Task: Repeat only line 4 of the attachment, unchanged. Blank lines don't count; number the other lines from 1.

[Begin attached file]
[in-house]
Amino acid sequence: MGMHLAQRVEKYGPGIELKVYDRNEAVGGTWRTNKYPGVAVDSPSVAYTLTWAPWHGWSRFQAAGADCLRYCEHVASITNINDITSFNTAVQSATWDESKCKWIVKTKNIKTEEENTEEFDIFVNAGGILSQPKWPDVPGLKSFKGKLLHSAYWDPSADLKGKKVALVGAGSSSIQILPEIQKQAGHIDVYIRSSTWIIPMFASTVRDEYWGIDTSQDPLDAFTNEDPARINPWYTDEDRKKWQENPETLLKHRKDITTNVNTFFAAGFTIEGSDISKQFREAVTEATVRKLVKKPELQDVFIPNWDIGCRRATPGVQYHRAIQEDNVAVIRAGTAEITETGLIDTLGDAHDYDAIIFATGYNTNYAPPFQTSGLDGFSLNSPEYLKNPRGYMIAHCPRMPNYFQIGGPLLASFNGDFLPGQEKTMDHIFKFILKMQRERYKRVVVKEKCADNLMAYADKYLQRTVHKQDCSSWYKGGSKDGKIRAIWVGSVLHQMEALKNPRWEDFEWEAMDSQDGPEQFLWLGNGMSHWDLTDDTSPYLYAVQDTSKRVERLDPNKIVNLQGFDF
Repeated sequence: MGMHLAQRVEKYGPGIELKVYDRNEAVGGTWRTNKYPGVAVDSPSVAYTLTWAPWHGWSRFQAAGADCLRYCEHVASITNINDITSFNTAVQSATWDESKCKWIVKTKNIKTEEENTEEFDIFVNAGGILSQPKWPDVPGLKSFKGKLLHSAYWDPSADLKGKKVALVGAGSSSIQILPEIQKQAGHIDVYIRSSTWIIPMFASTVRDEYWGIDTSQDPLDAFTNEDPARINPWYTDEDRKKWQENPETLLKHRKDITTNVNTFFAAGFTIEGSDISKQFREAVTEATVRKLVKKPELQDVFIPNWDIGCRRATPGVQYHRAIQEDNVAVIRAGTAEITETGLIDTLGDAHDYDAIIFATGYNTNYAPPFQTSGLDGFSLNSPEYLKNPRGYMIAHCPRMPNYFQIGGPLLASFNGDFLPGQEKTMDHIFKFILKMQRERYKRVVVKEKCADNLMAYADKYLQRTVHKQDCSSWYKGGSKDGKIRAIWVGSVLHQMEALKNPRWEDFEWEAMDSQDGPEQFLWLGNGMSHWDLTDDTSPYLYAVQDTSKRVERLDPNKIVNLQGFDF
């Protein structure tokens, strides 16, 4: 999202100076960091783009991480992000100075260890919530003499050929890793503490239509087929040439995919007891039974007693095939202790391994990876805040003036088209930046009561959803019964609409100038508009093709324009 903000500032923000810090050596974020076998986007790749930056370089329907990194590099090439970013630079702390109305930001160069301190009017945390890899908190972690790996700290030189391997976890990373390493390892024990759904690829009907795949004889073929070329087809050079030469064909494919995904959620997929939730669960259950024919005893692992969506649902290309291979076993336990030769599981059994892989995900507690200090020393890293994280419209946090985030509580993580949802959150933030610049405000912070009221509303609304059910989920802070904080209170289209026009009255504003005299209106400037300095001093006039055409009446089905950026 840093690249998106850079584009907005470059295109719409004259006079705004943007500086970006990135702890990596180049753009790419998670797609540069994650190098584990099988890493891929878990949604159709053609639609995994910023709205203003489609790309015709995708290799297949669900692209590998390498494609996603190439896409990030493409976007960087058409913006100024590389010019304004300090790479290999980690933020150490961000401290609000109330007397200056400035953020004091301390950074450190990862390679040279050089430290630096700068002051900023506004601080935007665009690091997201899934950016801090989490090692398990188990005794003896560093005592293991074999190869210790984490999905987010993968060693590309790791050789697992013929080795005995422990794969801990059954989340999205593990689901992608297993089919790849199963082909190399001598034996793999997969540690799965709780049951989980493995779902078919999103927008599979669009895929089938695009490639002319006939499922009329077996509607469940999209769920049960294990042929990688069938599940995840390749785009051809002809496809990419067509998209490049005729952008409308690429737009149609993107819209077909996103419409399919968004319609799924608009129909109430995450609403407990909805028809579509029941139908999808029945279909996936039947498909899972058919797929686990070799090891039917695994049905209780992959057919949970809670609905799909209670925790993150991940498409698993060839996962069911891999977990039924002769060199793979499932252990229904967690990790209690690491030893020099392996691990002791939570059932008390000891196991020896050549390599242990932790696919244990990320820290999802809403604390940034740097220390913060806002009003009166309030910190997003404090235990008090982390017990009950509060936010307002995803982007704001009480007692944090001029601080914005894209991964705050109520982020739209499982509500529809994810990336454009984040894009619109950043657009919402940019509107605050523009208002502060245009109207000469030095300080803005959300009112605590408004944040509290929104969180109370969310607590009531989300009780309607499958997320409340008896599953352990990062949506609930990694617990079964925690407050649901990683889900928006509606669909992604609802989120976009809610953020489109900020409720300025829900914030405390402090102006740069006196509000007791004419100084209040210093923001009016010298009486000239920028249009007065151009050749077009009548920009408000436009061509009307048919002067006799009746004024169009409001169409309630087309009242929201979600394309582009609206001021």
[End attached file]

């Protein structure tokens, strides 16, 4: 999202100076960091783009991480992000100075260890919530003499050929890793503490239509087929040439995919007891039974007693095939202790391994990876805040003036088209930046009561959803019964609409100038508009093709324009 903000500032923000810090050596974020076998986007790749930056370089329907990194590099090439970013630079702390109305930001160069301190009017945390890899908190972690790996700290030189391997976890990373390493390892024990759904690829009907795949004889073929070329087809050079030469064909494919995904959620997929939730669960259950024919005893692992969506649902290309291979076993336990030769599981059994892989995900507690200090020393890293994280419209946090985030509580993580949802959150933030610049405000912070009221509303609304059910989920802070904080209170289209026009009255504003005299209106400037300095001093006039055409009446089905950026 840093690249998106850079584009907005470059295109719409004259006079705004943007500086970006990135702890990596180049753009790419998670797609540069994650190098584990099988890493891929878990949604159709053609639609995994910023709205203003489609790309015709995708290799297949669900692209590998390498494609996603190439896409990030493409976007960087058409913006100024590389010019304004300090790479290999980690933020150490961000401290609000109330007397200056400035953020004091301390950074450190990862390679040279050089430290630096700068002051900023506004601080935007665009690091997201899934950016801090989490090692398990188990005794003896560093005592293991074999190869210790984490999905987010993968060693590309790791050789697992013929080795005995422990794969801990059954989340999205593990689901992608297993089919790849199963082909190399001598034996793999997969540690799965709780049951989980493995779902078919999103927008599979669009895929089938695009490639002319006939499922009329077996509607469940999209769920049960294990042929990688069938599940995840390749785009051809002809496809990419067509998209490049005729952008409308690429737009149609993107819209077909996103419409399919968004319609799924608009129909109430995450609403407990909805028809579509029941139908999808029945279909996936039947498909899972058919797929686990070799090891039917695994049905209780992959057919949970809670609905799909209670925790993150991940498409698993060839996962069911891999977990039924002769060199793979499932252990229904967690990790209690690491030893020099392996691990002791939570059932008390000891196991020896050549390599242990932790696919244990990320820290999802809403604390940034740097220390913060806002009003009166309030910190997003404090235990008090982390017990009950509060936010307002995803982007704001009480007692944090001029601080914005894209991964705050109520982020739209499982509500529809994810990336454009984040894009619109950043657009919402940019509107605050523009208002502060245009109207000469030095300080803005959300009112605590408004944040509290929104969180109370969310607590009531989300009780309607499958997320409340008896599953352990990062949506609930990694617990079964925690407050649901990683889900928006509606669909992604609802989120976009809610953020489109900020409720300025829900914030405390402090102006740069006196509000007791004419100084209040210093923001009016010298009486000239920028249009007065151009050749077009009548920009408000436009061509009307048919002067006799009746004024169009409001169409309630087309009242929201979600394309582009609206001021």